Skip to main content
U.S. flag

An official website of the United States government

Official websites use .gov
A .gov website belongs to an official government organization in the United States.

Secure .gov websites use HTTPS
A lock () or https:// means you’ve safely connected to the .gov website. Share sensitive information only on official, secure websites.

December 2020Vol. 21, No. 9Is Money the Only Thing Preventing Us From Being Relentless for Families? We Don't Think So

Written by Jeremy Christopher Kohomban, Ph.D., president and chief executive officer, The Children's Village

To be relentless for families means we should be completely focused on giving to all families the same things we want for our own families, things that will be permanent in their lives. This includes unconditional love and belonging, a safe home and community to live in, justice, respect, inclusion, the opportunity to pursue aspirations freely, and responsive government. But poor families touched by our nation's child welfare systems are often denied all or most of these. These families must contend with a system driven by a save-the-child ideology, which continues to dominate because government action has largely legitimized the idea that saving young children from unworthy parents is good government.

Evidence suggests that the save-the-child ideology was always driven by racial animus and the enduring puritan belief that wealth is the grace and gift of God, wherein poverty equates to moral failure. Poverty is the common theme in family separation—where Black and Native American families are investigated and have their children separated from them at disproportionately higher rates than other groups. For most parents, losing their children produces tectonic shifts in their needs and ways of being in the world. The unraveling of family life results in the gradual erosion, and eventual loss, of parental selves.

In child welfare, we have made some progress in reversing our base tendency to treat poor families differently than our own. There is an increased recognition that no child should grow up system dependent; rather, they should be given at least one adult who provides them unconditional belonging. While the ardent protectors of the orphanage ideology remain a powerful force amongst us, there are those of us who are convinced that children should not grow up in institutions. We also acknowledge that, in the rare instances when children cannot return to their biological family, creating a new family must be our primary priority

Nevertheless, the road ahead remains daunting. Rural poverty, intentional racial segregation, an expanding industry focused almost exclusively on serving the poor, and what Jill Lepore eloquently describes as the murky science of risk assessment that "attempts to quantify 'trauma' and 'adversity,' which, on the one hand, are meaningful clinical concepts but, on the other hand, are proxy terms for poverty" are powerful forces consistently promoting the status quo and reinforcing an enduring narrative that poor families are less capable of success because they are dealing with trauma- and adversity-induced mental illness. The mental illness narrative creates yet another diversion of precious funding that could be invested in giving poor people better and safer housing in integrated communities, a basic income to support a family, the opportunity for their children to escape failing schools, and meaningful investment in neighborhoods that are redlined for disinvestment. Yes, there is a plethora of services. There is something for almost everyone in need, but most of these services, even when provided by the best amongst us, including The Children's Village, rarely rise to the level where I would say, "This is what my own children deserve." Rather, in its totality, these services are often mediocre. Success is mostly described by anecdote, and good intent is celebrated despite limited evidence of change at scale.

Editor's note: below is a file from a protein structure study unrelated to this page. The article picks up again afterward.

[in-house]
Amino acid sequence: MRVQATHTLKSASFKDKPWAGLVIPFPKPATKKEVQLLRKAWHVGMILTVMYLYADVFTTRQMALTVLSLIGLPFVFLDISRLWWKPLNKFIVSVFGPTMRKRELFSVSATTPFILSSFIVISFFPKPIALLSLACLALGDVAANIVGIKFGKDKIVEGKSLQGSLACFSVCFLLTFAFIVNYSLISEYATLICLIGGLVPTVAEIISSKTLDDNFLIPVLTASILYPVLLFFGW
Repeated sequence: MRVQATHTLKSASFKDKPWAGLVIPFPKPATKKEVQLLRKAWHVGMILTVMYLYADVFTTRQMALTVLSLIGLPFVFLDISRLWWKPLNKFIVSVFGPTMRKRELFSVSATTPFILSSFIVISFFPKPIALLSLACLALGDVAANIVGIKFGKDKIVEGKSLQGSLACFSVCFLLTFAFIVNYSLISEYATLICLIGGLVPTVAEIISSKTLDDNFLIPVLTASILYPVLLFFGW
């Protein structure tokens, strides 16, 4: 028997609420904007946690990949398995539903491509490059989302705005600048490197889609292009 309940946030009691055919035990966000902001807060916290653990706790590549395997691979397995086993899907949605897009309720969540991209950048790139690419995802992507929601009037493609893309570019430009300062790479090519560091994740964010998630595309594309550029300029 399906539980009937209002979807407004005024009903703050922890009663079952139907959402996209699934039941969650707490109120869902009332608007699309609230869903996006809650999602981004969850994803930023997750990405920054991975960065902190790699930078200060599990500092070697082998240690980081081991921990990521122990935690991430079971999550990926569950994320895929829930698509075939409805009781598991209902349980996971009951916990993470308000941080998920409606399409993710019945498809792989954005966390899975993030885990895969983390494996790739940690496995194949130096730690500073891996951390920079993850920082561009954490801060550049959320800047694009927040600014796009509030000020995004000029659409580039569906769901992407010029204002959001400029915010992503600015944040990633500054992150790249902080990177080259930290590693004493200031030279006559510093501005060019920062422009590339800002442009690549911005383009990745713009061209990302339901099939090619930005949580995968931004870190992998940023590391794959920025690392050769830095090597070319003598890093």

"The truth about what's wrong with poor children is they were born in America, in a system that doesn't care about them," says New York University's Martin Guggenheim. I agree, we don't care enough; however, this does not mean we don't spend. We spend billions on these poor children. In 2016, state child welfare agencies spent approximately $30 billion on child welfare, and additional charitable donations of at least $50 billion also focused on many of these same poor children and families. But spending money does not equate to love. Sometimes spending money is simply easier and more convenient than the personal investment it takes to create the conditions for success. Success requires that we give poor children the same things that we give our children, things that are permanent! This is the focus we choose.